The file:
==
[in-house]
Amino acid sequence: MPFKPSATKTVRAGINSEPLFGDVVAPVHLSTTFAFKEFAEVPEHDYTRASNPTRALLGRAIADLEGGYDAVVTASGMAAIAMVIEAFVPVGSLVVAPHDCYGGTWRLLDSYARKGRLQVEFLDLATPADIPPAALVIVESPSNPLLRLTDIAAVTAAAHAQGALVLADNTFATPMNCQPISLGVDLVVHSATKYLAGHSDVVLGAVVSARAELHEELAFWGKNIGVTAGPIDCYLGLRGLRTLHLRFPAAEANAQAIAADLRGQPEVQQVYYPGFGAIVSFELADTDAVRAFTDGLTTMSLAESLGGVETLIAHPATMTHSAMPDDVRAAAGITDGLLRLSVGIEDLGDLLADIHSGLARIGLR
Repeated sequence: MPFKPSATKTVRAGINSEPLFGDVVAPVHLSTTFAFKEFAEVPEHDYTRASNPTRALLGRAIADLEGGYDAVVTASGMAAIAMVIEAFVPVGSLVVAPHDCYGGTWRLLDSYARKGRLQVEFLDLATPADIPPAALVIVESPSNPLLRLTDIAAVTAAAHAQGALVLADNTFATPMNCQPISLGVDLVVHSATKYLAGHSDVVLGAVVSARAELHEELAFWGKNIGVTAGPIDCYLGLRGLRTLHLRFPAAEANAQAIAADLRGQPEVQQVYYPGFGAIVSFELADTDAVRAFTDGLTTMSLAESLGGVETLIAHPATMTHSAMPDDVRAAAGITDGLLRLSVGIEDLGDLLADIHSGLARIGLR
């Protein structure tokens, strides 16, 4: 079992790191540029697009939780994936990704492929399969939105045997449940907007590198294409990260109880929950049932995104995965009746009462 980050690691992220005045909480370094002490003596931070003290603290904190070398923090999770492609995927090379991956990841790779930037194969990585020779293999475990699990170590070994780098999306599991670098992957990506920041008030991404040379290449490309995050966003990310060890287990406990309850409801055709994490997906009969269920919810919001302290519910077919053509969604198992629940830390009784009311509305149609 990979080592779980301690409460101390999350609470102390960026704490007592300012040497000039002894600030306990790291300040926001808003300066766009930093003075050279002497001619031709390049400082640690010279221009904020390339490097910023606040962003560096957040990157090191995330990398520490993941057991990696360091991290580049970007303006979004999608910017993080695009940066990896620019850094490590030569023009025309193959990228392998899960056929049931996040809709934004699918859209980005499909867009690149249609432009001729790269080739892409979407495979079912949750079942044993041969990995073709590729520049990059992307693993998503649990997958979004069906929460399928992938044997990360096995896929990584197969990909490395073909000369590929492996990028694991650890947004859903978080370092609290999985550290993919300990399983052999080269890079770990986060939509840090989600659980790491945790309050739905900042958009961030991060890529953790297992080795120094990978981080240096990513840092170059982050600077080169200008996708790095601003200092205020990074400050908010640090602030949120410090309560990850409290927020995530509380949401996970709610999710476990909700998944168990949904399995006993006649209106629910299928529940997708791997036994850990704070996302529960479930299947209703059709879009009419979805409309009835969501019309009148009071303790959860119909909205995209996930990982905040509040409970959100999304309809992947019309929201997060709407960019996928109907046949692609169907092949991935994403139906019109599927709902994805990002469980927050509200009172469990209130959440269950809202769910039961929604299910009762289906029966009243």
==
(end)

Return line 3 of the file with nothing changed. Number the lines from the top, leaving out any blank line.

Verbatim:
Repeated sequence: MPFKPSATKTVRAGINSEPLFGDVVAPVHLSTTFAFKEFAEVPEHDYTRASNPTRALLGRAIADLEGGYDAVVTASGMAAIAMVIEAFVPVGSLVVAPHDCYGGTWRLLDSYARKGRLQVEFLDLATPADIPPAALVIVESPSNPLLRLTDIAAVTAAAHAQGALVLADNTFATPMNCQPISLGVDLVVHSATKYLAGHSDVVLGAVVSARAELHEELAFWGKNIGVTAGPIDCYLGLRGLRTLHLRFPAAEANAQAIAADLRGQPEVQQVYYPGFGAIVSFELADTDAVRAFTDGLTTMSLAESLGGVETLIAHPATMTHSAMPDDVRAAAGITDGLLRLSVGIEDLGDLLADIHSGLARIGLR